I searched, but I couldn’t find any other question of this nature. It
affects anti-virus software, free or requiring a fee after a certain
The problem is having to update the security definitions which are up in the
megabytes. I have to run my computer on a daily basis or else if allowed to
accumulate, this will take lots of time to install them. Every day about 3 to 4
megabytes must be installed. The question is don’t these updates keep using
disk space? I’m running out of space trying to keep up with them. Isn’t this
true? Thanks for anything you say.
In this excerpt from
Answercast #14, I talk about reputable anti-virus software updates and the
space it should be taking up on your machine
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Space for virus definitions
In general, (since you haven’t mentioned what software you’re running), the
updates that you get replace (they do not augment, but they
replace) the updates from the previous day or from the previous accumulation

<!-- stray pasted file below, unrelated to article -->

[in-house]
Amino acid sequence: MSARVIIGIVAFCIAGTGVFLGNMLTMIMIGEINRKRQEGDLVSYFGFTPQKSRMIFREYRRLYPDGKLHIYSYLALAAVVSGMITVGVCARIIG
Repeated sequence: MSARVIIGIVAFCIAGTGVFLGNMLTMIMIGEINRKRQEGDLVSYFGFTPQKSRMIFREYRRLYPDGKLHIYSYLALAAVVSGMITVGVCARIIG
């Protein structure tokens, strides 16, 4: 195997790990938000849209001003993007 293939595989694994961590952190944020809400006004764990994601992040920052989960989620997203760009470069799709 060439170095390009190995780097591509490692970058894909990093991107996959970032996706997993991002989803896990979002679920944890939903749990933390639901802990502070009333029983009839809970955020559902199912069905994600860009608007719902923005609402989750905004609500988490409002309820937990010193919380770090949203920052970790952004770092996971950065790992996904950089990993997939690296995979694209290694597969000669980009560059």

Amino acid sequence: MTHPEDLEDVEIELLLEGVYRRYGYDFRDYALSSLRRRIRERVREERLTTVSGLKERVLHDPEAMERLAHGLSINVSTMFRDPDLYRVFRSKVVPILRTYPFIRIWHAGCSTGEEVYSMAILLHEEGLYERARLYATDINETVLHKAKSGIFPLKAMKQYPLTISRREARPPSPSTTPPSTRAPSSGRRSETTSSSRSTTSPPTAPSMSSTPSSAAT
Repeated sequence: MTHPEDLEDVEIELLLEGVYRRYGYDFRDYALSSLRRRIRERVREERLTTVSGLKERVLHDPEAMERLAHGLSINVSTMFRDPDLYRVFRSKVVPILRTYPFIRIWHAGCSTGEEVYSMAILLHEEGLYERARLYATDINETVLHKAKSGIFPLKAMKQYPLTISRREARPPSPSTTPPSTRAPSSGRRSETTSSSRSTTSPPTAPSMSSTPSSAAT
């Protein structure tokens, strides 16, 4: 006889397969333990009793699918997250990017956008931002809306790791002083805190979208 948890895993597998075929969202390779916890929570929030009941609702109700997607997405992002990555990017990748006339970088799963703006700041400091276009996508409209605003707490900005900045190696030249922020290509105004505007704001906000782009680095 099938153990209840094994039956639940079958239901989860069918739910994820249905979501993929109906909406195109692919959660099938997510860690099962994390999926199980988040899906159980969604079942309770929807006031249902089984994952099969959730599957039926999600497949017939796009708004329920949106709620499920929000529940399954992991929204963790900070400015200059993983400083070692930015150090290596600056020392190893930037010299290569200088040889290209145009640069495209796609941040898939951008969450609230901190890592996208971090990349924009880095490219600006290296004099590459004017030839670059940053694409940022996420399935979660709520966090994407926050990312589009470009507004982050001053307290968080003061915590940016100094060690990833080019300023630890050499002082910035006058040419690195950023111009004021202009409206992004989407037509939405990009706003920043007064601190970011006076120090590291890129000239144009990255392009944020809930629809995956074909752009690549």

So what that means is that no, they shouldn’t be taking significantly more
Well written anti-malware tools
I say that as a general rule of thumb.
Of course, anti-virus programs (specific anti-virus programs) can certainly
be written not to behave this way. They could certainly be accumulating lots
and lots of updates in an inefficient way.
My experience with most of the reputable tools, (most of the tools that I
recommend) is that the updates
they download do not keep adding up forever. They do a way that minimizes
the incremental amount of space they take up to be only enough for the updates
that are truly new; the information that is truly new.
If you’re downloading three to four megabytes every day, my guess is you’ve
probably got three to four megabytes of updates on that machine. You’ll not
have three one day and six the next, nine the next. You’ll have a set of
updates that takes somewhere around three to four megabytes.
Where is my disk space going?
Where your disk space is going is potentially a different question.
I would point you at a couple of articles on my site:”Where is my disk space
going” being one of them. That will help you identify what’s eating the
disk space on your hard drive.
End of Answercast #14 Back to – Audio Segment